• If you're considered a candidate for bone marrow transplant, your initial therapy will likely include a combination of treatments, such as targeted therapy, biological therapy, corticosteroids and, sometimes, chemotherapy.

    Your stem cells will likely be collected after you've undergone a few months of treatment. You may undergo the bone marrow transplant soon after your cells are collected or the transplant may be delayed until after a relapse, if it occurs. In some cases, doctors recommend two bone marrow transplants for people with multiple myeloma.

    After your bone marrow transplant, you'll likely receive targeted therapy or biological therapy as a maintenance treatment to prevent a recurrence of myeloma.

  • If you're not considered a candidate for bone marrow transplant, your initial therapy will likely include chemotherapy combined with corticosteroids, targeted therapy or biological therapy.

    In select cases, doctors use a reduced-intensity bone marrow transplant in older people who are in very good health but can't tolerate the strong chemotherapy doses used in a traditional bone marrow transplant. A reduced-intensity or "mini" bone marrow transplant uses lower doses of chemotherapy.

  • If your myeloma recurs or doesn't respond to treatment, your doctor may recommend repeating another course of the treatment that initially helped you. Another option is trying one or more of the other treatments typically used as first-line therapy, either alone or in combination.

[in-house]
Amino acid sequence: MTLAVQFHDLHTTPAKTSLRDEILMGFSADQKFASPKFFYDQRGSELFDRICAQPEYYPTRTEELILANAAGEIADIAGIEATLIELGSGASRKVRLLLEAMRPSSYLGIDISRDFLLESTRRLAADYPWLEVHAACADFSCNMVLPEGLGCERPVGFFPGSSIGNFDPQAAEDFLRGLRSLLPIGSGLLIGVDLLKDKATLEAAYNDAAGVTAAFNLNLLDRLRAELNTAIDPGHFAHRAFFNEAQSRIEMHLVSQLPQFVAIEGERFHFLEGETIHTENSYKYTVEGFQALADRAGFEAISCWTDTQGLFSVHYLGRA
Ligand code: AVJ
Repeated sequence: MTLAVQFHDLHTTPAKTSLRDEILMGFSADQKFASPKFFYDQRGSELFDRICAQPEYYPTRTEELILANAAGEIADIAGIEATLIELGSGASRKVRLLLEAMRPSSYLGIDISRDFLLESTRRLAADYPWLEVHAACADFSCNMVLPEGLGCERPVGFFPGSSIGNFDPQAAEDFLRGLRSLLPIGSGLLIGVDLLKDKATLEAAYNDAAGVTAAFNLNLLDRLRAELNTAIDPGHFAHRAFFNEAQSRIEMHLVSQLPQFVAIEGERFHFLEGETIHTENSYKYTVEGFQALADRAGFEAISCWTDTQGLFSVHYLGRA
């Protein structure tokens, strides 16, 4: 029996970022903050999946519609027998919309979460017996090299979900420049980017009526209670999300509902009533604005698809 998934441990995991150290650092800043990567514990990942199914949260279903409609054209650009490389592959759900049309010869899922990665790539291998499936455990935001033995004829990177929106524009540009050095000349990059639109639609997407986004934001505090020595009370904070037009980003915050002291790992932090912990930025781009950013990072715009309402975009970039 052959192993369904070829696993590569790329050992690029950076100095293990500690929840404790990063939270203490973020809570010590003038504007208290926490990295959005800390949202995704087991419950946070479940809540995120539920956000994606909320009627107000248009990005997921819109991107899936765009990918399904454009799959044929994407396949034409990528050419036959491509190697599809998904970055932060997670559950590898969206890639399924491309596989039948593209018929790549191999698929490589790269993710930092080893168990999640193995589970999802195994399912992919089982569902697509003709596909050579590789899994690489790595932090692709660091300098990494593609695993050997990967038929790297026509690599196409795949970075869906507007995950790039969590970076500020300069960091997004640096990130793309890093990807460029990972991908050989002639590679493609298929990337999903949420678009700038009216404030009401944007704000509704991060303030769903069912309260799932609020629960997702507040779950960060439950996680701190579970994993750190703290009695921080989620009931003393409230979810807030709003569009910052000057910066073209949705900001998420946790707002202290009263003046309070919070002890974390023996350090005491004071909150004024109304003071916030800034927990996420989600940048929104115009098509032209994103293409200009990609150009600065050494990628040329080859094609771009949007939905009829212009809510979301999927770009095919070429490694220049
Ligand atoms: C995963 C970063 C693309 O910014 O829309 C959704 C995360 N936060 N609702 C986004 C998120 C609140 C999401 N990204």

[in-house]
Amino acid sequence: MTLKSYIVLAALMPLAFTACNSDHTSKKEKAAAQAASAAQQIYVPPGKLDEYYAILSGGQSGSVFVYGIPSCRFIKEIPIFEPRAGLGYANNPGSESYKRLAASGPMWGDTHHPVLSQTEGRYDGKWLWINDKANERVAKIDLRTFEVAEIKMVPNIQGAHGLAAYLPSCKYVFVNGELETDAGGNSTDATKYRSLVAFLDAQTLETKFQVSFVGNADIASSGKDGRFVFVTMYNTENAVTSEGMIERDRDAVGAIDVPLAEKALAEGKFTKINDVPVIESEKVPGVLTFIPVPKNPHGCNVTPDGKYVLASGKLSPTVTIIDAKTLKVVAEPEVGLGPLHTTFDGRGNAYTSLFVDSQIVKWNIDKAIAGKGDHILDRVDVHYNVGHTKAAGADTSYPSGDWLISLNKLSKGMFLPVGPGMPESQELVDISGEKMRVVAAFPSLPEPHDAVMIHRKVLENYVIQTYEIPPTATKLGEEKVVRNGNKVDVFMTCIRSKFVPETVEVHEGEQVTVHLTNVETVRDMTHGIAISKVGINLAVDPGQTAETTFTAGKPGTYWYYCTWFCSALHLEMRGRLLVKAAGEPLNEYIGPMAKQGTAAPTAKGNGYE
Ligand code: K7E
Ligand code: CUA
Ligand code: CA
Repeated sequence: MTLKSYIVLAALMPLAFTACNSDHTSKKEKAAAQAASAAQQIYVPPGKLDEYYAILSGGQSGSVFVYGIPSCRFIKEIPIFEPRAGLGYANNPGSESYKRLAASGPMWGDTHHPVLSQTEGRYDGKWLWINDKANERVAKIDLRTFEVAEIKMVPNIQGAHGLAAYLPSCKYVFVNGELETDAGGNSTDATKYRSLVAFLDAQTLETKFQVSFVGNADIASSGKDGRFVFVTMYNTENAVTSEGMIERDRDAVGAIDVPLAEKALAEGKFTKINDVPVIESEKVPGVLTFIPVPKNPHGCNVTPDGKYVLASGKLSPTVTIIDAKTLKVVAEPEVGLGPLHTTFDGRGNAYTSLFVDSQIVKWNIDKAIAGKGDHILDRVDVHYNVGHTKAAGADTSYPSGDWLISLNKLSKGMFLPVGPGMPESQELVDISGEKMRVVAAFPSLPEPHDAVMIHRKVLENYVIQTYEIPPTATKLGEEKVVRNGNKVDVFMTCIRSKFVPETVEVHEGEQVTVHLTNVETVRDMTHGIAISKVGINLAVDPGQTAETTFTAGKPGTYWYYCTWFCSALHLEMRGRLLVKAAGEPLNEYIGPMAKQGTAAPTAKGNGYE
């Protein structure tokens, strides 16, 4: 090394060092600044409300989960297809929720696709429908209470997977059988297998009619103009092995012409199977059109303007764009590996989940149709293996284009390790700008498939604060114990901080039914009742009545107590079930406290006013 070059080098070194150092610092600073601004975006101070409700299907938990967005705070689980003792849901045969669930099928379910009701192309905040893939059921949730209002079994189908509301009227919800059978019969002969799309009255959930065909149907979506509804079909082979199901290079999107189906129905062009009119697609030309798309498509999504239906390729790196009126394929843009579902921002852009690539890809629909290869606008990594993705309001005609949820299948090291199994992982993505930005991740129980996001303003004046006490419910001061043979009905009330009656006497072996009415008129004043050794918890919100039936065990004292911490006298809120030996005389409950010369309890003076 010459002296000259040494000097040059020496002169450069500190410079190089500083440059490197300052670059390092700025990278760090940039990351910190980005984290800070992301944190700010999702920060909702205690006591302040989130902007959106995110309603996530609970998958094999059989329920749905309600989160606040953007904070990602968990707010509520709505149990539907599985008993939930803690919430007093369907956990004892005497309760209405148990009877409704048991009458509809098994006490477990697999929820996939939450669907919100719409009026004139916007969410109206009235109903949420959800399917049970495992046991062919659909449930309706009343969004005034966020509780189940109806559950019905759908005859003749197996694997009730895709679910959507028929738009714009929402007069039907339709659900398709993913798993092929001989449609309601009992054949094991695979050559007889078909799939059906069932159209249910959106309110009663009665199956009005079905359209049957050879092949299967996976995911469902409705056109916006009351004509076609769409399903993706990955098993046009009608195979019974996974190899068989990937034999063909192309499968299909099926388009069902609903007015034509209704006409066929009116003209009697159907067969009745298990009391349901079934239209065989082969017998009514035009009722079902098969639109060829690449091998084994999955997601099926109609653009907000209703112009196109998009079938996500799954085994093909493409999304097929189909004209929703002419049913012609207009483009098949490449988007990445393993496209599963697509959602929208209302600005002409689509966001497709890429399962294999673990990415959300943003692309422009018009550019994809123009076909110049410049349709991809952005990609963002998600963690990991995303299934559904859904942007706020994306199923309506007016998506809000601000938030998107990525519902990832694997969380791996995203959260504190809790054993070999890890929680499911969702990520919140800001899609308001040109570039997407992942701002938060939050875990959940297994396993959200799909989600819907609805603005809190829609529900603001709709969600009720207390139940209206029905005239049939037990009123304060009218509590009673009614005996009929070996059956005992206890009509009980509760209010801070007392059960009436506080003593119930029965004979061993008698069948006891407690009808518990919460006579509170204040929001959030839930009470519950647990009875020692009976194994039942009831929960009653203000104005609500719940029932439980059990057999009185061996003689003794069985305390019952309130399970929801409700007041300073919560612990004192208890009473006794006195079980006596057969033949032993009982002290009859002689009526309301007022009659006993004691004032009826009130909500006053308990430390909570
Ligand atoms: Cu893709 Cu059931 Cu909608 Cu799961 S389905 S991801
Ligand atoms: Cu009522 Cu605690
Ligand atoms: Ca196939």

Research on a number of new treatment options is ongoing, and you may be eligible for a clinical trial in order to gain access to those experimental treatments. Talk to your doctor about what clinical trials may be available to you.

Treating complications

Because multiple myeloma can cause a number of complications, you may also need treatment for those specific conditions. For example:

  • Bone pain. Pain medications, radiation therapy and surgery may help control bone pain.
  • Kidney complications. People with severe kidney damage may need dialysis.
  • Infections. Your doctor may recommend certain vaccines to prevent infections, such as the flu and pneumonia.
  • Bone loss. Your doctor may recommend medications called bisphosphonates, such as pamidronate (Aredia) or zoledronic acid (Zometa), to help prevent bone loss.
  • Anemia. If you have persistent anemia, your doctor may recommend medications to increase your red blood cell count.

Alternative medicine

No alternative medicines have been found to treat multiple myeloma. But alternative medicine may help you cope with the side effects of myeloma and myeloma treatment.

Talk to your doctor about your options, such as:

  • Acupuncture
  • Aromatherapy
  • Massage
  • Meditation
  • Relaxation techniques

Talk with your doctor before trying any of these techniques to make sure they don't pose any risks for you.

July 29, 2017